Path of Blood provides an interesting view of Al Qaeda. It uses behind-the-scenes footage taken by its own members, which is rarely shown in the mainstream media.
The documentary focuses on Al Qaeda’s Saudi Arabian cells in the early 2000s and briefly explores some of the contradictions of the Saudi state in regards to Al Qaeda.
The documentary doesn’t shy away from portraying the complexities of a group that has been used by Western politicians as a reason to drum up Islamophobia.
The film makers combine footage from Al Qaeda, Saudi authorities, and media coverage to give the audience a deeper understanding of a group that has carried out appalling acts.
One immediate observation is the comparison between home footage and the propaganda footage.
The former shows us the fighters behaving in very similar ways to other young men.
Looking at the footage, you can compare the Al Qaeda fighters to the military of established states, with a sense of brotherhood.
The footage also shows us the fear that these fighters had before carrying out their missions, especially those described as ‘martyrs’, who became suicide bombers.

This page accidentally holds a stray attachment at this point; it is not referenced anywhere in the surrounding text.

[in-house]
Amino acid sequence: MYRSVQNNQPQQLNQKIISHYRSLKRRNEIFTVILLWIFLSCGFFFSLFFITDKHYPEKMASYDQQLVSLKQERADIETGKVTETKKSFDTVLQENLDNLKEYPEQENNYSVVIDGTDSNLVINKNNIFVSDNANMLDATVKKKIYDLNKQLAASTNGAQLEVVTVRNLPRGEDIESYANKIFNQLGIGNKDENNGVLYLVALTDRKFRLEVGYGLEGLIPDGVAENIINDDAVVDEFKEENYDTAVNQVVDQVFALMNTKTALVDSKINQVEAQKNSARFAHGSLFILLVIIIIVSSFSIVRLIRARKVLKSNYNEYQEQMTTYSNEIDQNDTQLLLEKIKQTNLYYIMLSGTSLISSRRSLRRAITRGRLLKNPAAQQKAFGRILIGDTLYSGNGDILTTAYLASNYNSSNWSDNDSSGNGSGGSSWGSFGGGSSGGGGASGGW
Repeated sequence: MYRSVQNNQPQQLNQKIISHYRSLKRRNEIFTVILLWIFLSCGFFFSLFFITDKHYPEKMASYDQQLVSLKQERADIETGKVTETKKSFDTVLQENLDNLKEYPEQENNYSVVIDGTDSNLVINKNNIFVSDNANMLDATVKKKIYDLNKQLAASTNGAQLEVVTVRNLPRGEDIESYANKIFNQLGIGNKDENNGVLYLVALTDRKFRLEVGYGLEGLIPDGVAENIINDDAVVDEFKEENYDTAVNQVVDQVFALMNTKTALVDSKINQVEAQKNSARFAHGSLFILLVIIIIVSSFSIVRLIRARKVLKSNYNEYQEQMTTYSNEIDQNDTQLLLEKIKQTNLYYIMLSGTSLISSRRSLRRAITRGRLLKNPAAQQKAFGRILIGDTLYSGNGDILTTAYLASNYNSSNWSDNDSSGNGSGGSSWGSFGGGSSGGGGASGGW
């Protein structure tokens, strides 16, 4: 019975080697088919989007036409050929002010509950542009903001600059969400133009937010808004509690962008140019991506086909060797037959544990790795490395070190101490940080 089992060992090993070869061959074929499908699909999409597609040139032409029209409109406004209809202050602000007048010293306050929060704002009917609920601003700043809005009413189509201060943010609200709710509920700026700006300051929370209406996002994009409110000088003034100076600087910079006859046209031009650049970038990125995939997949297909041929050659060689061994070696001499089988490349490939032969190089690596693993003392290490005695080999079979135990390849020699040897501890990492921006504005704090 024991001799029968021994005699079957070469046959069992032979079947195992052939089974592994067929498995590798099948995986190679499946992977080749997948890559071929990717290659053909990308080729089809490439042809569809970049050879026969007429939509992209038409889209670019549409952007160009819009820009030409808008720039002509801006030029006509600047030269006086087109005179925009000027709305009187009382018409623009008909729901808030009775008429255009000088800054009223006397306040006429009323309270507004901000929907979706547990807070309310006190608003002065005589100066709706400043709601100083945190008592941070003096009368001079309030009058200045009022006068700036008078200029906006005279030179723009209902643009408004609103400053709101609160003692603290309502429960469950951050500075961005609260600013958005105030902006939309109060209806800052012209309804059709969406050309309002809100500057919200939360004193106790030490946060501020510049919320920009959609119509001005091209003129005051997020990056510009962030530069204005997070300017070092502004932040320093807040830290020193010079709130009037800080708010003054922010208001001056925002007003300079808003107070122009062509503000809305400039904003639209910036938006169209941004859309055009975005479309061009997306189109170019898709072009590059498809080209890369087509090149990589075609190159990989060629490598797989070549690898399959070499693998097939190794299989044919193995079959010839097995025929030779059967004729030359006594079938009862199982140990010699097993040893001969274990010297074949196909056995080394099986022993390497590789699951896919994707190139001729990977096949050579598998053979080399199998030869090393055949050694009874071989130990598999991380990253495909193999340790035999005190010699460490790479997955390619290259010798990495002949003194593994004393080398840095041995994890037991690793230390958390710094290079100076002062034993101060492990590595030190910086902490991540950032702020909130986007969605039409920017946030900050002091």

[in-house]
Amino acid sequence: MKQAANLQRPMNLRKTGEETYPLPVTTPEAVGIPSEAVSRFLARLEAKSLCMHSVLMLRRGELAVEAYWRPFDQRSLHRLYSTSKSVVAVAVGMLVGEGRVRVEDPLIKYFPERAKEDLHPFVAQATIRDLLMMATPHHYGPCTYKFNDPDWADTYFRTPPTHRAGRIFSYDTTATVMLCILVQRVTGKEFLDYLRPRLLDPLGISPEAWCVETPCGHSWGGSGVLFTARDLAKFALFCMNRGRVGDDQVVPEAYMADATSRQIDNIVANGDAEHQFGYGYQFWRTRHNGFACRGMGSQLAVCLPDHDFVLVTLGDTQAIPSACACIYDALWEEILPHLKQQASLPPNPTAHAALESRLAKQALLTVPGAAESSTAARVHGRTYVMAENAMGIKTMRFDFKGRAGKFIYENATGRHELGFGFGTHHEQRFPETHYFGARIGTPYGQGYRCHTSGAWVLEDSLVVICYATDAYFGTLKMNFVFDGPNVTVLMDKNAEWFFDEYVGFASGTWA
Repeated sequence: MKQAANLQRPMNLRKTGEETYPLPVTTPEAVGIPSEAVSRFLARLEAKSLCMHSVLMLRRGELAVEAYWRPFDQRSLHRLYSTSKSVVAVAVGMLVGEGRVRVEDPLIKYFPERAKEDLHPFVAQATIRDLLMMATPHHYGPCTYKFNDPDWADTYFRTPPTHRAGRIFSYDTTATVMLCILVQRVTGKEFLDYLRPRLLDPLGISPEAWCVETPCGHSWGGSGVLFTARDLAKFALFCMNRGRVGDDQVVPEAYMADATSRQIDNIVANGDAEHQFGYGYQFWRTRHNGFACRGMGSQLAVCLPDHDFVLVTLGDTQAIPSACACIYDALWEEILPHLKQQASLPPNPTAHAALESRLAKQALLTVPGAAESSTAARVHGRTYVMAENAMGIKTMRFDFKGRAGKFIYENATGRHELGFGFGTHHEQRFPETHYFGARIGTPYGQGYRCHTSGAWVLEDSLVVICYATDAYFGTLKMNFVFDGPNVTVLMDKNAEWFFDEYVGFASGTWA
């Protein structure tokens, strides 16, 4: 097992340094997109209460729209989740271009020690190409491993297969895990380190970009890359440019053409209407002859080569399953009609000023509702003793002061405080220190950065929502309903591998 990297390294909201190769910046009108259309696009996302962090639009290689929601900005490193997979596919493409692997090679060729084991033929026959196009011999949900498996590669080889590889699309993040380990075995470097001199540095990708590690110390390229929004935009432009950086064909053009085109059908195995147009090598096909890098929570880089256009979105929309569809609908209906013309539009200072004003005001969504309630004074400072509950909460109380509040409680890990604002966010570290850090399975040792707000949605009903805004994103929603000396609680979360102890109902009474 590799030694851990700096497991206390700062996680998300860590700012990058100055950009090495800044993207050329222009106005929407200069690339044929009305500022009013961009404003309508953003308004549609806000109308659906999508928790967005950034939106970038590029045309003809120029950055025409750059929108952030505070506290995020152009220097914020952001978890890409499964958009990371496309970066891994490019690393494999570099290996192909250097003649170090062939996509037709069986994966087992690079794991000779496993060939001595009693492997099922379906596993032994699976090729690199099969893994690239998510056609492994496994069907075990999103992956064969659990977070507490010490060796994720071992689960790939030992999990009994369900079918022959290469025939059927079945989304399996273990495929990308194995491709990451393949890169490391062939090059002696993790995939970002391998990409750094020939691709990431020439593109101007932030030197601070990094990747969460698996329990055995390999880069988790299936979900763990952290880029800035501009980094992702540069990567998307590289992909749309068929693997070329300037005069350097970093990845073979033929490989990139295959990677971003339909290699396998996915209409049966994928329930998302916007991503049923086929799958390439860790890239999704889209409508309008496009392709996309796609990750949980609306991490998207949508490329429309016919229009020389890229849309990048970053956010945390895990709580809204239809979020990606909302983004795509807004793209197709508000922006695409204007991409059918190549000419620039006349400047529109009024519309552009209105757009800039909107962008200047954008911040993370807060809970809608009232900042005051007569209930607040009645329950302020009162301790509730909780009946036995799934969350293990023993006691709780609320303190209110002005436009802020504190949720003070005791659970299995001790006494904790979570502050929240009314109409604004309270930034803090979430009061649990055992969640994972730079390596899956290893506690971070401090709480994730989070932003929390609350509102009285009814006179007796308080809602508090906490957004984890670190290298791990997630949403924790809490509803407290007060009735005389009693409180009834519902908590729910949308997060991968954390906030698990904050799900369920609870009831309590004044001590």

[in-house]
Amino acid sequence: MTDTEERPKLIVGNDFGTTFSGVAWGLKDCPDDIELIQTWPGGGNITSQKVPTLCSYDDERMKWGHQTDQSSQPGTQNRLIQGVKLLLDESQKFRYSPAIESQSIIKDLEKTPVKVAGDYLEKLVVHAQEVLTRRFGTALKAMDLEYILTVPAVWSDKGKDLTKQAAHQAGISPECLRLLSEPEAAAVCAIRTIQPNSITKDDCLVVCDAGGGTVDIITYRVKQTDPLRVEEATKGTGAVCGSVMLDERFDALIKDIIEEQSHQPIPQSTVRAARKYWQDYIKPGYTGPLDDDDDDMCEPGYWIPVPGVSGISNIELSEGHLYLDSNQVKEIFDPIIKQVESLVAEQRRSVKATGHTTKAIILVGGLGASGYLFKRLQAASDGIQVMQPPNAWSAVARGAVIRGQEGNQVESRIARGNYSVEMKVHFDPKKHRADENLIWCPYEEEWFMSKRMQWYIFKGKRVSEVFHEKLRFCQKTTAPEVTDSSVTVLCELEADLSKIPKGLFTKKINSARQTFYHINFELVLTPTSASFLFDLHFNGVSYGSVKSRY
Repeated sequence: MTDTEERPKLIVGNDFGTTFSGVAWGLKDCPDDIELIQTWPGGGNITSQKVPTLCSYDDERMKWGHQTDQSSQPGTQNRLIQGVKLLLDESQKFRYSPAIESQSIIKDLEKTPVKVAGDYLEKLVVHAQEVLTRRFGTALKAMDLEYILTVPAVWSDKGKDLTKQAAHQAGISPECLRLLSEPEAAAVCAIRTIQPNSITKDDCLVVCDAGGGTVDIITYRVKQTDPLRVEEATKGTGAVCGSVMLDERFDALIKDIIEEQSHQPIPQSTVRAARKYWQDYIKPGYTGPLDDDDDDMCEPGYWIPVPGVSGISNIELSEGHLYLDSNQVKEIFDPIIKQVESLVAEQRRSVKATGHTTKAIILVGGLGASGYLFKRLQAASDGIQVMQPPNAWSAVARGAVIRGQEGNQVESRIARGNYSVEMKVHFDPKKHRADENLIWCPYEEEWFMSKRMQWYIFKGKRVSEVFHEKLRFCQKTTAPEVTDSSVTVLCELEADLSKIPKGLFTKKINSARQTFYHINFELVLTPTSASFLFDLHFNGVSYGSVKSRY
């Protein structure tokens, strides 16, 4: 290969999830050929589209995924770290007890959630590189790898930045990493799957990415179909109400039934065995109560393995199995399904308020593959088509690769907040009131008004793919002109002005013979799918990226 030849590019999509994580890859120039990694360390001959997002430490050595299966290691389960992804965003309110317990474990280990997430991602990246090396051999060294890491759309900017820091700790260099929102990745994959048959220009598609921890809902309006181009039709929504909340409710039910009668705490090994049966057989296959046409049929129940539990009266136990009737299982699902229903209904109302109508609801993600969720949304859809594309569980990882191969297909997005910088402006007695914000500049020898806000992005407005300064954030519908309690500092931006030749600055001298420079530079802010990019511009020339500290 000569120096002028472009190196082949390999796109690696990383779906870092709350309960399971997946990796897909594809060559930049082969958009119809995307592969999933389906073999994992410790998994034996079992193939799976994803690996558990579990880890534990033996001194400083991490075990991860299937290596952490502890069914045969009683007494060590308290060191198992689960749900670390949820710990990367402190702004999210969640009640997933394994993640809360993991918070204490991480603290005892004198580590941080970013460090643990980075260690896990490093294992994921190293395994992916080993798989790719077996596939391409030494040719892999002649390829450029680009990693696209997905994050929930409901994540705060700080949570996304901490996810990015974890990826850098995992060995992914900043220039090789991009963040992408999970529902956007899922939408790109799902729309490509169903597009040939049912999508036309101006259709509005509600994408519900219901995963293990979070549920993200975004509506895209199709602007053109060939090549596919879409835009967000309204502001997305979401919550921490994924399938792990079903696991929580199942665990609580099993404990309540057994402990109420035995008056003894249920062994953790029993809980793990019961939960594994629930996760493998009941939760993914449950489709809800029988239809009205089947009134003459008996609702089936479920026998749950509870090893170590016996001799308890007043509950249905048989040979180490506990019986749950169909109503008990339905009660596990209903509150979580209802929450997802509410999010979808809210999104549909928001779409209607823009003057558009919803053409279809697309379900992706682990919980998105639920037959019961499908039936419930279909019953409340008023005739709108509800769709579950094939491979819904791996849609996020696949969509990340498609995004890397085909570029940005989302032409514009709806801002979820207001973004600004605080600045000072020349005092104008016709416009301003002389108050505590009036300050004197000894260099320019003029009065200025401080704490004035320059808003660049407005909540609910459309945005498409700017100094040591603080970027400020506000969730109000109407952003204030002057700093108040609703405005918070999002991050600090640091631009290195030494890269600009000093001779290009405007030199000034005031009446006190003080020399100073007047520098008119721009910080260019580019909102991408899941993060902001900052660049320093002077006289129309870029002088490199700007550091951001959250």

This humanises them, showing their emotions—from joy to fear.
Family footage of the fighters is briefly shown, with the children imitating their parents by mock-fighting when at play.
The message is that everyone can be a casualty in war—from victims of attacks to the people left behind.
The documentary could go further to investigate the connections members of the Saudi ruling classes have with Al Qaeda.
What is shown is the leaders of Saudi Arabia forcing various religious leaders to renounce their previous callings for jihad towards non-Muslims.
However, the documentary does not look into how Al Qaeda has been, and continues to be, funded by members of the Saudi ruling class.
This important detail is glossed over.
It is likely Al Qaeda could have grown to any prominence had it not been for this implicit, and sometimes explicit, support.
This would bring up further questions of the links between the Saudi regime, the US and Britain.
The film makers decided to leave that hornets nest alone, to the detriment of the documentary.
It makes references to the fighters being manipulated, but fails to go far enough in explaining why and how.
This is a documentary that gives us a different look at Al Qaeda.
It leaves the viewer thinking of the human side behind who the people often labelled as “terrorists” and “monsters” by the media.
Even though it could go further—it goes far beyond most other documentaries covering this subject.
Directed by Jonathan Hacker
On limited release